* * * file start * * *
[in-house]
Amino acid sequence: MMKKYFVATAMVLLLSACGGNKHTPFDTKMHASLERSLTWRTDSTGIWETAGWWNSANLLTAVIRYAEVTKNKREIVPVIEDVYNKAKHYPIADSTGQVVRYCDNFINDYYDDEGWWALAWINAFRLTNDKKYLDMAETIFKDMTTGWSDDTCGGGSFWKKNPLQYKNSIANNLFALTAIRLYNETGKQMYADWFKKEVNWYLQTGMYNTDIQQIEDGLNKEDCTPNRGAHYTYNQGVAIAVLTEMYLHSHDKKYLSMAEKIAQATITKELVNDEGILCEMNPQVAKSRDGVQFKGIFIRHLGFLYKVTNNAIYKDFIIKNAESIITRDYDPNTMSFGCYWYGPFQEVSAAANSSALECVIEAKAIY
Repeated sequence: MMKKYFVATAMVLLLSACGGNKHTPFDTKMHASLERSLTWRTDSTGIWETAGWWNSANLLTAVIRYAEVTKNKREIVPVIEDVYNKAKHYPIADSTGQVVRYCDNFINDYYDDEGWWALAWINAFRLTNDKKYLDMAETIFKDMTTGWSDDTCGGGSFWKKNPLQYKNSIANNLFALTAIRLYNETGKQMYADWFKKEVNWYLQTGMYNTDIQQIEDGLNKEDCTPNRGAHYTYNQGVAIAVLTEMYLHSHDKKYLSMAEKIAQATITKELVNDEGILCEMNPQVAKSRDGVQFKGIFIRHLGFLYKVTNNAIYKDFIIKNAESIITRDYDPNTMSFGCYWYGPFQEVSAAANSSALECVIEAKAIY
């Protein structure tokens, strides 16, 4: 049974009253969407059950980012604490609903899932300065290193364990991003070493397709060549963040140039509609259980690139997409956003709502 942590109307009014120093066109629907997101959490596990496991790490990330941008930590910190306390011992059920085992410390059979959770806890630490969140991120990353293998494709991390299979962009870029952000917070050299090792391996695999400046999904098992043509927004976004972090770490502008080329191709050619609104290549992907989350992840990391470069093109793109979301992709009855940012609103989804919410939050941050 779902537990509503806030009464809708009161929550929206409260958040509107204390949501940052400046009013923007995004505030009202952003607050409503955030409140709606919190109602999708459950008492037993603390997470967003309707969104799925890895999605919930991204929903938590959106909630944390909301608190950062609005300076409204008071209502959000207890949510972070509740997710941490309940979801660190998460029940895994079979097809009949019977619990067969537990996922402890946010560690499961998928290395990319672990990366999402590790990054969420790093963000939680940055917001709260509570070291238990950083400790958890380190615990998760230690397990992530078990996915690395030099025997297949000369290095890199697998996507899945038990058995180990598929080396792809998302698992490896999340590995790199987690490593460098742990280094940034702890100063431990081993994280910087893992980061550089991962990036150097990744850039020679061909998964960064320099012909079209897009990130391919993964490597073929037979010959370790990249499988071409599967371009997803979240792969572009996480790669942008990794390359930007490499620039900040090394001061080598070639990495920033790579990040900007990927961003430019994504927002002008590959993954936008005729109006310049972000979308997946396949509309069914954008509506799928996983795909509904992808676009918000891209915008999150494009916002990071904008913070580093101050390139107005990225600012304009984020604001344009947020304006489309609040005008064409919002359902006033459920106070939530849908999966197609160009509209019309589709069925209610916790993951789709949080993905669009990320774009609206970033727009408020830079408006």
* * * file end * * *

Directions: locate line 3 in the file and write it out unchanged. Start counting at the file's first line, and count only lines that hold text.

Repeated sequence: MMKKYFVATAMVLLLSACGGNKHTPFDTKMHASLERSLTWRTDSTGIWETAGWWNSANLLTAVIRYAEVTKNKREIVPVIEDVYNKAKHYPIADSTGQVVRYCDNFINDYYDDEGWWALAWINAFRLTNDKKYLDMAETIFKDMTTGWSDDTCGGGSFWKKNPLQYKNSIANNLFALTAIRLYNETGKQMYADWFKKEVNWYLQTGMYNTDIQQIEDGLNKEDCTPNRGAHYTYNQGVAIAVLTEMYLHSHDKKYLSMAEKIAQATITKELVNDEGILCEMNPQVAKSRDGVQFKGIFIRHLGFLYKVTNNAIYKDFIIKNAESIITRDYDPNTMSFGCYWYGPFQEVSAAANSSALECVIEAKAIY